New Florida law is ‘death knell for smart growth,’ environmentalists say

They worry the law will hurt the state’s water quality but the bill’s sponsor says it will “level the playing field” for developers.
Gov. Ron DeSantis tours the Everglades on an airboat in 2019. Critics of SB 540, which DeSantis signed into law after it passed the Legislature this year, worry the measure will have a chilling effect on citizen-led challenges to local comprehensive growth plans.
Gov. Ron DeSantis tours the Everglades on an airboat in 2019. Critics of SB 540, which DeSantis signed into law after it passed the Legislature this year, worry the measure will have a chilling effect on citizen-led challenges to local comprehensive growth plans. [ MIAMI HERALD PHOTO BY PATRICK FARRELL ]
Published July 3, 2023|Updated July 5, 2023

Dozens of bills from this year’s Florida legislative session became law on Saturday, but environmental activists say one law in particular has been hiding in the shadow of high-profile bills like permitless carry and new immigration legislation.

SB 540, dubbed the “sprawl bill” by opponents, provides for prevailing party attorney fees in challenges to local governments’ comprehensive plan amendments. This means citizens who take issue with their city’s plan change will have to foot the bill if they lose a legal battle to developers and local governments.

Environmental groups worry rushed comprehensive plan amendments could negatively impact affordable housing, conservation efforts and even hurricane evacuation routes in some communities.

A petition from 1000 Friends of Florida, a “smart-growth” nonprofit, garnered more than 5,700 signatures before DeSantis signed the bill into law last month. After DeSantis signed the measure into law, Friends of the Everglades called it “the worst environmental bill passed by the Florida Legislature during the 2023 session” and “a death knell for smart growth in Florida.”

Comprehensive plans act as a local constitution for environmentally and fiscally sustainable growth, said Jane West, policy and planning director for 1000 Friends of Florida.

“This bill did not get the attention that it warranted this legislative session because the culture wars were sucking the oxygen out of the room,” West said. “Under normal circumstances, we would have been able to rally the state behind this.”

West said comprehensive plan changes are usually initiated by a developer, which used to be allowed only twice each year.

“Now, it’s almost every single month at a local government county commission hearing,” West said.

In 2011, then-Gov. Rick Scott eliminated the Florida Department of Community Affairs, which took away the state’s power to block local comprehensive plan amendments. Now, the Florida Department of Economic Opportunity can only comment on or object to these changes.

Since 2020, the agency has used this limited power on just 6% of the nearly 2,000 proposed comprehensive plan amendments, according to records obtained by the Tampa Bay Times.

“A lot is slipping through the cracks,” West said.

West said local government officials like county commissioners often don’t have any city planning expertise.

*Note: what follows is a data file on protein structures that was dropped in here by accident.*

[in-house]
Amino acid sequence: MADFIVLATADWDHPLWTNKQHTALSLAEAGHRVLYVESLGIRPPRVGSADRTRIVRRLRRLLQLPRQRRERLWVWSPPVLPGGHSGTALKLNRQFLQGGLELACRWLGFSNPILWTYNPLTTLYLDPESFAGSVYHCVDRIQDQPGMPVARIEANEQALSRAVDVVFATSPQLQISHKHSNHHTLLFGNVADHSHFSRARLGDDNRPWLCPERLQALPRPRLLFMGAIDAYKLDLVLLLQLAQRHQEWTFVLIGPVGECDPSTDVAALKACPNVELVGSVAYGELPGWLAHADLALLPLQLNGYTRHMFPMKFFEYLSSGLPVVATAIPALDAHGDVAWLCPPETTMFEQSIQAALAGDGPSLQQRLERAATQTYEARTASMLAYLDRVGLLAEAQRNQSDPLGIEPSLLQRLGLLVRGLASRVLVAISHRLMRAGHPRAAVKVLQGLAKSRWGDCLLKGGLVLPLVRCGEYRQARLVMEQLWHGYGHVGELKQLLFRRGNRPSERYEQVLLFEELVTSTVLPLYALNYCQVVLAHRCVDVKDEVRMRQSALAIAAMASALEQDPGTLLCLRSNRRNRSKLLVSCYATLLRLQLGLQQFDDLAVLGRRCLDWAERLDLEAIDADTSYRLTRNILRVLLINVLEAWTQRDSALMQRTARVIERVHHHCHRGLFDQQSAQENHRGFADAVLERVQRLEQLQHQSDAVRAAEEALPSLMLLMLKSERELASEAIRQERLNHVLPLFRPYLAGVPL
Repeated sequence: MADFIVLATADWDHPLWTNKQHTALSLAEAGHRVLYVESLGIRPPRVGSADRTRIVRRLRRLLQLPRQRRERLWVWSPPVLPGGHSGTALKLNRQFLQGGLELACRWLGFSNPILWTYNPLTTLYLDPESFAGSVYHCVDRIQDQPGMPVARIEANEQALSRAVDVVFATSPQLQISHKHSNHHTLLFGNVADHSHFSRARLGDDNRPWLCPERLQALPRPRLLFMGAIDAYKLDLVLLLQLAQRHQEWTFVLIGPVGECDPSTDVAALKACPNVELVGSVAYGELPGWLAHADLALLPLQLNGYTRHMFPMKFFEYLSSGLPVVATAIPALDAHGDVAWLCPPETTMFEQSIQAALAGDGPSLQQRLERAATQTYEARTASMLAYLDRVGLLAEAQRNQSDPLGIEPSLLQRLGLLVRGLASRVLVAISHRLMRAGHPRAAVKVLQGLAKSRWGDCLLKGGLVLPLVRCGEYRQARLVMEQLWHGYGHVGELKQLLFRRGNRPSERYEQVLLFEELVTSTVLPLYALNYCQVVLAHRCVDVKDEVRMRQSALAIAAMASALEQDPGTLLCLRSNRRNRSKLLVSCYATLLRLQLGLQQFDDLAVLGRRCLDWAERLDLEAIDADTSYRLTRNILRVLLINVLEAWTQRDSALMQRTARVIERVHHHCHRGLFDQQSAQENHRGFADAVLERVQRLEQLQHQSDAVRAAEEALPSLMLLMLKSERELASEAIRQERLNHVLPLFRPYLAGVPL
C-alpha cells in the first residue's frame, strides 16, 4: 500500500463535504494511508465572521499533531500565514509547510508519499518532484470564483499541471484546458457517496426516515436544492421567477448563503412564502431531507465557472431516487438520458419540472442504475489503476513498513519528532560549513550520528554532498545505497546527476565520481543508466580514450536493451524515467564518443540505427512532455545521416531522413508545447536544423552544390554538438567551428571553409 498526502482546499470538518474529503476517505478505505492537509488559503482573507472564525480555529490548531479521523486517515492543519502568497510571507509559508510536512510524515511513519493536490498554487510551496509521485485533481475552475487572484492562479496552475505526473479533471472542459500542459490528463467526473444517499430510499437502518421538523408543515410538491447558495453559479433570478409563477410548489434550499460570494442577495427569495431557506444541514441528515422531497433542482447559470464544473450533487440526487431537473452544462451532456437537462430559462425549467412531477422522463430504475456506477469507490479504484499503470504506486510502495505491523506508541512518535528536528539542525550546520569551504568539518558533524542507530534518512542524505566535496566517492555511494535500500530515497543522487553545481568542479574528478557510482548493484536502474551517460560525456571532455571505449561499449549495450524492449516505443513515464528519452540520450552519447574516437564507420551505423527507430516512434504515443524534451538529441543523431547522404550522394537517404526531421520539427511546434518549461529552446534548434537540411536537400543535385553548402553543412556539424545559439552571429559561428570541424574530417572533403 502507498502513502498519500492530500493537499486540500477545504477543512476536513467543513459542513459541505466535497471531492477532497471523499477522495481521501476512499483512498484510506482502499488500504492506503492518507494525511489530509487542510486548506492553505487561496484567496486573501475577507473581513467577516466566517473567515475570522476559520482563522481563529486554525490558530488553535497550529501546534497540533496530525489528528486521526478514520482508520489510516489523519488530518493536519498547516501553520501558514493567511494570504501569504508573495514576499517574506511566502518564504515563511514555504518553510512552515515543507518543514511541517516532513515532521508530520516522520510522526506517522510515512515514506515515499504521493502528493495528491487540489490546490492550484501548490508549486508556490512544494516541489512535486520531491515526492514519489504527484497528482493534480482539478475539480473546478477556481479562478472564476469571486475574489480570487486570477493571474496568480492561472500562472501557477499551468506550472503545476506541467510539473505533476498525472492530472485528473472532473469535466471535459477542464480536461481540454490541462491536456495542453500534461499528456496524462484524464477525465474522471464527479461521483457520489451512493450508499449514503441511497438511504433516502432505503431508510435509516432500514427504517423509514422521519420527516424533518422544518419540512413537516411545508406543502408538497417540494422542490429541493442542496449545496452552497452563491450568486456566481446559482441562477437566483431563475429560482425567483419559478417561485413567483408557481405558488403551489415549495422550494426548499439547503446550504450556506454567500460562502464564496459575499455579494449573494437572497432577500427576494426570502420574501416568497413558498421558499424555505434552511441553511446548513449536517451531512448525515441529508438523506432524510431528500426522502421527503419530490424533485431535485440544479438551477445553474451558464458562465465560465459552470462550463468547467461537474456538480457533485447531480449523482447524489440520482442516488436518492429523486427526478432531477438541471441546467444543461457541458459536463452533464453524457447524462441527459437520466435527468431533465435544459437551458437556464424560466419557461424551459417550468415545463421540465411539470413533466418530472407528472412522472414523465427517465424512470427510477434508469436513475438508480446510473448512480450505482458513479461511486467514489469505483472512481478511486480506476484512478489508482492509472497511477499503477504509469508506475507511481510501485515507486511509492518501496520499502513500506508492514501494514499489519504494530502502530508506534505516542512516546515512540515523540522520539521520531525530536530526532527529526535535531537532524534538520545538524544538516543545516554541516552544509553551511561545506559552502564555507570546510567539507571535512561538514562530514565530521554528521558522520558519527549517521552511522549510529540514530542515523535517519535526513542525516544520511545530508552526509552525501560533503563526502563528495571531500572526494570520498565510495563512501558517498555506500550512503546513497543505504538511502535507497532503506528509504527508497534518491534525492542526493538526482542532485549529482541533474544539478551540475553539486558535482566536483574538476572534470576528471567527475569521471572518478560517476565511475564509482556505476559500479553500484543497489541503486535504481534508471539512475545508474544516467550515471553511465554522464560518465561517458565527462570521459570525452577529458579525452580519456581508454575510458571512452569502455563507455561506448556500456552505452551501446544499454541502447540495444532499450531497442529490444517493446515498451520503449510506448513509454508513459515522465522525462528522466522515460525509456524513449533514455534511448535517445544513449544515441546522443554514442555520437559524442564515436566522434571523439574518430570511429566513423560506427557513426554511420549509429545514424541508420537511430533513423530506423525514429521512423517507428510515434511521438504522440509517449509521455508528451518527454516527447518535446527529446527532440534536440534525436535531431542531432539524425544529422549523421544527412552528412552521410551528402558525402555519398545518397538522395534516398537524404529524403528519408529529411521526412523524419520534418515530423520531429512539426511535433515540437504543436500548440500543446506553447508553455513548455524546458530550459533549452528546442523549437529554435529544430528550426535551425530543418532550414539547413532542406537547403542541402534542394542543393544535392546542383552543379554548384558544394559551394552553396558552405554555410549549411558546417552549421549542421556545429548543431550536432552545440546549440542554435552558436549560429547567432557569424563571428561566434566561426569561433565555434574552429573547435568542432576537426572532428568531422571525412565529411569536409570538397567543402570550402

“You’re leaving it to these folks who don’t have any training in planning, don’t have the training in understanding the fiscal implications of how expensive sprawl is,” she said.

West is worried that attorney fees could have a chilling effect on plan amendment pushback, effectively halting lawsuits brought by concerned citizens.

“Do you really think they’re going to do that when they now have to not only pay for their own attorney, but the local government’s attorney and developer’s attorney who frequently bills out at rates of $800 to $1,200 an hour?” West said.

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State Sen. Nick DiCeglie, an Indian Rocks Beach Republican who sponsored the bill, said there isn’t an incentive for developers to drive up attorney fees.

“I don’t buy that scenario,” DiCeglie said.

He said this attorney rate hike is already a tactic used by local governments against developers during plan amendment lawsuits. The law will “level the playing field” for developers going up against local governments with large tax bases who might stretch out the time of the lawsuit and rack up expensive attorney fees, according to DiCeglie.

DiCeglie said lawsuits over plan amendments are often “frivolous” because citizens are given the chance to object to these changes during public comment before amendments are passed.

He said people need to be more involved in their local elections if they don’t like the plan amendments that are being passed.

“There’s always an election around the corner where they can make those changes and, ultimately, attempt to elect someone who is more aligned with those principles in their view of what their community looks like in the future,” he said.

DiCeglie said he has heard the outcry from the environmental community about this law, but that he doesn’t see any harmful consequences.

“If there’s any issues with any legislation that we’ve passed, we’re always willing to come back and make sure that what we do is right,” DiCeglie said. “But I think that this is a solid piece of legislation and, you know, obviously the governor agrees with that.”

West said this law conflicts with DeSantis’ pledge to protect the Everglades under sustainable growth in Florida.

“If you are making decisions that are dismantling the ability for the state and local governments to effectively regulate sprawl, then you are singlehandedly impairing water quality in the state,” she said.

“You can’t say, ‘Save the Everglades,’ throw a lot of money at it, and then allow a bill that will allow for development right up against the Everglades. That just doesn’t work.”